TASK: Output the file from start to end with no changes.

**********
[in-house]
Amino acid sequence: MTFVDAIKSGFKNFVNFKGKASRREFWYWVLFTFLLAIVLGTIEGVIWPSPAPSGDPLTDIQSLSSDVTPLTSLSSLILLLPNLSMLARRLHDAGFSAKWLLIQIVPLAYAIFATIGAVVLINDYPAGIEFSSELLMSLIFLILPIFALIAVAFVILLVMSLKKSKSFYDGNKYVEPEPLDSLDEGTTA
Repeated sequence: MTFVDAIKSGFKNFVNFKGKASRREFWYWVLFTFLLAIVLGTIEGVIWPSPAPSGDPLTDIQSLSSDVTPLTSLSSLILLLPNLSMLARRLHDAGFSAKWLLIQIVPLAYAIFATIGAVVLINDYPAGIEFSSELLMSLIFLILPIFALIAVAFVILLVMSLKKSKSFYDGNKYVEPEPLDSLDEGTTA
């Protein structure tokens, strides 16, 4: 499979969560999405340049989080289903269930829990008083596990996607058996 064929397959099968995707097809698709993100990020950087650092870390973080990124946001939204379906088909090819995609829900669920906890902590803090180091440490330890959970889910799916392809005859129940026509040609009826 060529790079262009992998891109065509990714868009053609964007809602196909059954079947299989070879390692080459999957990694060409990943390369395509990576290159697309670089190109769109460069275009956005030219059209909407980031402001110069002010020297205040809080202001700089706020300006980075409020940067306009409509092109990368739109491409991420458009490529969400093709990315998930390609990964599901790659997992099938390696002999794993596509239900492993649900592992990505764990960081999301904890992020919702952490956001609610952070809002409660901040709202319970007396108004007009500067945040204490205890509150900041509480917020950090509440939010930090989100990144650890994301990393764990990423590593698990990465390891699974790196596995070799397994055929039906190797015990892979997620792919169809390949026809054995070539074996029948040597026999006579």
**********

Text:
[in-house]
Amino acid sequence: MTFVDAIKSGFKNFVNFKGKASRREFWYWVLFTFLLAIVLGTIEGVIWPSPAPSGDPLTDIQSLSSDVTPLTSLSSLILLLPNLSMLARRLHDAGFSAKWLLIQIVPLAYAIFATIGAVVLINDYPAGIEFSSELLMSLIFLILPIFALIAVAFVILLVMSLKKSKSFYDGNKYVEPEPLDSLDEGTTA
Repeated sequence: MTFVDAIKSGFKNFVNFKGKASRREFWYWVLFTFLLAIVLGTIEGVIWPSPAPSGDPLTDIQSLSSDVTPLTSLSSLILLLPNLSMLARRLHDAGFSAKWLLIQIVPLAYAIFATIGAVVLINDYPAGIEFSSELLMSLIFLILPIFALIAVAFVILLVMSLKKSKSFYDGNKYVEPEPLDSLDEGTTA
């Protein structure tokens, strides 16, 4: 499979969560999405340049989080289903269930829990008083596990996607058996 064929397959099968995707097809698709993100990020950087650092870390973080990124946001939204379906088909090819995609829900669920906890902590803090180091440490330890959970889910799916392809005859129940026509040609009826 060529790079262009992998891109065509990714868009053609964007809602196909059954079947299989070879390692080459999957990694060409990943390369395509990576290159697309670089190109769109460069275009956005030219059209909407980031402001110069002010020297205040809080202001700089706020300006980075409020940067306009409509092109990368739109491409991420458009490529969400093709990315998930390609990964599901790659997992099938390696002999794993596509239900492993649900592992990505764990960081999301904890992020919702952490956001609610952070809002409660901040709202319970007396108004007009500067945040204490205890509150900041509480917020950090509440939010930090989100990144650890994301990393764990990423590593698990990465390891699974790196596995070799397994055929039906190797015990892979997620792919169809390949026809054995070539074996029948040597026999006579």